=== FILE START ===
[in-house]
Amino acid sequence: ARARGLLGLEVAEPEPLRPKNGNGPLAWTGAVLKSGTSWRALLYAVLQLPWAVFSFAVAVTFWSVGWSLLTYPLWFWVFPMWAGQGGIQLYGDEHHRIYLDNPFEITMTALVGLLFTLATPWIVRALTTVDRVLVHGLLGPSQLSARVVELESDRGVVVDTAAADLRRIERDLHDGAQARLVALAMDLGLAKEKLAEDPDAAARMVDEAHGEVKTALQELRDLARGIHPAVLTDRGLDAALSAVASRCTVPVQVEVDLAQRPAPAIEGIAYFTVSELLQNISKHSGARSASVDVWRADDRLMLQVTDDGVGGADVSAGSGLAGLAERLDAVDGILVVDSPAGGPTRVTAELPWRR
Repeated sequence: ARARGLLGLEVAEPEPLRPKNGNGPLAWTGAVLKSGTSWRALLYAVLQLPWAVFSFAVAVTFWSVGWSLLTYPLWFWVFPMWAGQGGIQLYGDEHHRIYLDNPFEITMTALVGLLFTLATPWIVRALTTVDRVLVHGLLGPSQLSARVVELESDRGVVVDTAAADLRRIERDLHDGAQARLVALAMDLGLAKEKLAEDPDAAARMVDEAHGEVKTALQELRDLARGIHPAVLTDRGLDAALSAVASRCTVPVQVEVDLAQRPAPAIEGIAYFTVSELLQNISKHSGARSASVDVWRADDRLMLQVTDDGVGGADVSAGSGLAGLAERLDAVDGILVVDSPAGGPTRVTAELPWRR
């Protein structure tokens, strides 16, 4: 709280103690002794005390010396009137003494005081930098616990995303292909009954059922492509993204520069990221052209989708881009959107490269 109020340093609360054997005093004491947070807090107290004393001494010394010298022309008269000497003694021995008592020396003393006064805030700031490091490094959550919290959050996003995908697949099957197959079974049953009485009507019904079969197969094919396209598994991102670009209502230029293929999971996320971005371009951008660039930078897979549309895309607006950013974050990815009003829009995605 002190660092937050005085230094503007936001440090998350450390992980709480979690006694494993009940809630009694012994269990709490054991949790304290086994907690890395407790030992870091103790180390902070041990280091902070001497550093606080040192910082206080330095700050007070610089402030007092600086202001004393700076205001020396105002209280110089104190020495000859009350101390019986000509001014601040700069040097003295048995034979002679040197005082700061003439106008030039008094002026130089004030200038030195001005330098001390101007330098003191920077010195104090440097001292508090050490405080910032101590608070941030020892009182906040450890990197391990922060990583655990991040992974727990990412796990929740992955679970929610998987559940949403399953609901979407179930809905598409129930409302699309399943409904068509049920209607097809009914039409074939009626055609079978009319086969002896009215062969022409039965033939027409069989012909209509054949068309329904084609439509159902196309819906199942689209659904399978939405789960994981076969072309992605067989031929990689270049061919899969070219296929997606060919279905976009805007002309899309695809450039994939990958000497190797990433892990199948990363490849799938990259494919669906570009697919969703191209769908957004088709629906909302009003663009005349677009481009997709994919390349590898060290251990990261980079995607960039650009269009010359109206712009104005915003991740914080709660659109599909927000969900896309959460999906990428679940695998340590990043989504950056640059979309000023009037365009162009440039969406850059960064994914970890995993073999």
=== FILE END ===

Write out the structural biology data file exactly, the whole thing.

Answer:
[in-house]
Amino acid sequence: ARARGLLGLEVAEPEPLRPKNGNGPLAWTGAVLKSGTSWRALLYAVLQLPWAVFSFAVAVTFWSVGWSLLTYPLWFWVFPMWAGQGGIQLYGDEHHRIYLDNPFEITMTALVGLLFTLATPWIVRALTTVDRVLVHGLLGPSQLSARVVELESDRGVVVDTAAADLRRIERDLHDGAQARLVALAMDLGLAKEKLAEDPDAAARMVDEAHGEVKTALQELRDLARGIHPAVLTDRGLDAALSAVASRCTVPVQVEVDLAQRPAPAIEGIAYFTVSELLQNISKHSGARSASVDVWRADDRLMLQVTDDGVGGADVSAGSGLAGLAERLDAVDGILVVDSPAGGPTRVTAELPWRR
Repeated sequence: ARARGLLGLEVAEPEPLRPKNGNGPLAWTGAVLKSGTSWRALLYAVLQLPWAVFSFAVAVTFWSVGWSLLTYPLWFWVFPMWAGQGGIQLYGDEHHRIYLDNPFEITMTALVGLLFTLATPWIVRALTTVDRVLVHGLLGPSQLSARVVELESDRGVVVDTAAADLRRIERDLHDGAQARLVALAMDLGLAKEKLAEDPDAAARMVDEAHGEVKTALQELRDLARGIHPAVLTDRGLDAALSAVASRCTVPVQVEVDLAQRPAPAIEGIAYFTVSELLQNISKHSGARSASVDVWRADDRLMLQVTDDGVGGADVSAGSGLAGLAERLDAVDGILVVDSPAGGPTRVTAELPWRR
């Protein structure tokens, strides 16, 4: 709280103690002794005390010396009137003494005081930098616990995303292909009954059922492509993204520069990221052209989708881009959107490269 109020340093609360054997005093004491947070807090107290004393001494010394010298022309008269000497003694021995008592020396003393006064805030700031490091490094959550919290959050996003995908697949099957197959079974049953009485009507019904079969197969094919396209598994991102670009209502230029293929999971996320971005371009951008660039930078897979549309895309607006950013974050990815009003829009995605 002190660092937050005085230094503007936001440090998350450390992980709480979690006694494993009940809630009694012994269990709490054991949790304290086994907690890395407790030992870091103790180390902070041990280091902070001497550093606080040192910082206080330095700050007070610089402030007092600086202001004393700076205001020396105002209280110089104190020495000859009350101390019986000509001014601040700069040097003295048995034979002679040197005082700061003439106008030039008094002026130089004030200038030195001005330098001390101007330098003191920077010195104090440097001292508090050490405080910032101590608070941030020892009182906040450890990197391990922060990583655990991040992974727990990412796990929740992955679970929610998987559940949403399953609901979407179930809905598409129930409302699309399943409904068509049920209607097809009914039409074939009626055609079978009319086969002896009215062969022409039965033939027409069989012909209509054949068309329904084609439509159902196309819906199942689209659904399978939405789960994981076969072309992605067989031929990689270049061919899969070219296929997606060919279905976009805007002309899309695809450039994939990958000497190797990433892990199948990363490849799938990259494919669906570009697919969703191209769908957004088709629906909302009003663009005349677009481009997709994919390349590898060290251990990261980079995607960039650009269009010359109206712009104005915003991740914080709660659109599909927000969900896309959460999906990428679940695998340590990043989504950056640059979309000023009037365009162009440039969406850059960064994914970890995993073999």